The narrator describes a housecall to a woman in labor. It is past midnight in winter time when the road is frozen. The doctor enters the house where the "great woman" is in misery; she is "sick," "perhaps vomiting," about to give birth to her tenth child. He exclaims to the reader "Joy! Joy!" knowing that the situation is as bleak as the wintry landscape, and, in fact, joyless. He will offer compassion and "pick the hair from her eyes."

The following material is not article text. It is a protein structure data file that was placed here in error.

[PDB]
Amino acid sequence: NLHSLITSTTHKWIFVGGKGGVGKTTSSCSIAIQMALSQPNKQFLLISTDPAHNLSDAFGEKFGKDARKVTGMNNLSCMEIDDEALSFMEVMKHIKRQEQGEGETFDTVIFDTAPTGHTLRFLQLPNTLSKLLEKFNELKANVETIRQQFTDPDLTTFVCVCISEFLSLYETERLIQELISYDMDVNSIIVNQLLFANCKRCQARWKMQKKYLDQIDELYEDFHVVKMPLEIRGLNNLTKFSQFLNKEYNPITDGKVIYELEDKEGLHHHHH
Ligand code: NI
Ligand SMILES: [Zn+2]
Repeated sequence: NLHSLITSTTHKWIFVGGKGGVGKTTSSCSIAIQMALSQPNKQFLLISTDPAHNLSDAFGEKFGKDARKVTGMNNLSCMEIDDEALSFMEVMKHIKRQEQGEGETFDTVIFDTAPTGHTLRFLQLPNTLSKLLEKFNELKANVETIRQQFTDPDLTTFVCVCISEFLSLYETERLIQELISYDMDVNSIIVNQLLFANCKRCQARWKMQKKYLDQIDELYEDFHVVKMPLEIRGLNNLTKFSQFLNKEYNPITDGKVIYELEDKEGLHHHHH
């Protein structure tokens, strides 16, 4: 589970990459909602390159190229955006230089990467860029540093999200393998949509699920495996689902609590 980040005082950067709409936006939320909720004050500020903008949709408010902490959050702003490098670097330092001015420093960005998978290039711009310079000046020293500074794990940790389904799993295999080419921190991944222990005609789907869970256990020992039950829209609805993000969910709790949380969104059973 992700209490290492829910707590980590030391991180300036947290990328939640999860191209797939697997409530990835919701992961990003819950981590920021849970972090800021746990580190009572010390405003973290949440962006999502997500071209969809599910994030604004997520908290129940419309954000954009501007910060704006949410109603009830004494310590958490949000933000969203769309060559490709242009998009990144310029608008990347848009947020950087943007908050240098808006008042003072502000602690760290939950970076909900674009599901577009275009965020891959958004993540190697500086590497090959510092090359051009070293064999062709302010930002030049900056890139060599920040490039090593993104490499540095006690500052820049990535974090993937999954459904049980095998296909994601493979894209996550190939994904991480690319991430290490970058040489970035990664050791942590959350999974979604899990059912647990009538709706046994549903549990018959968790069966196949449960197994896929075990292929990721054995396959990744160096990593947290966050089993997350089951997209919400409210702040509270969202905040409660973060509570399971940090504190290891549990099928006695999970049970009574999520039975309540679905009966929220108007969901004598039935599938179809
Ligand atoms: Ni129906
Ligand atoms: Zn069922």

Williams attended numerous women in labor, many of whom were Italian immigrants. Birth control was not available and families were large. In this poem and in others about childbirth, he expresses obvious admiration and compassion for the poor women he visited in dire settings and circumstances. For those reading Williams in a literature and medicine context, Hugh Crawford's book, Modernism, Medicine, & William Carlos Williams (annotated in this database), may be of interest.


First published: 1921

Primary Source

The Collected Poems of William Carlos Williams, Vol. 1


New Directions

Place Published

New York




A. Walton Litz & Christopher MacGowan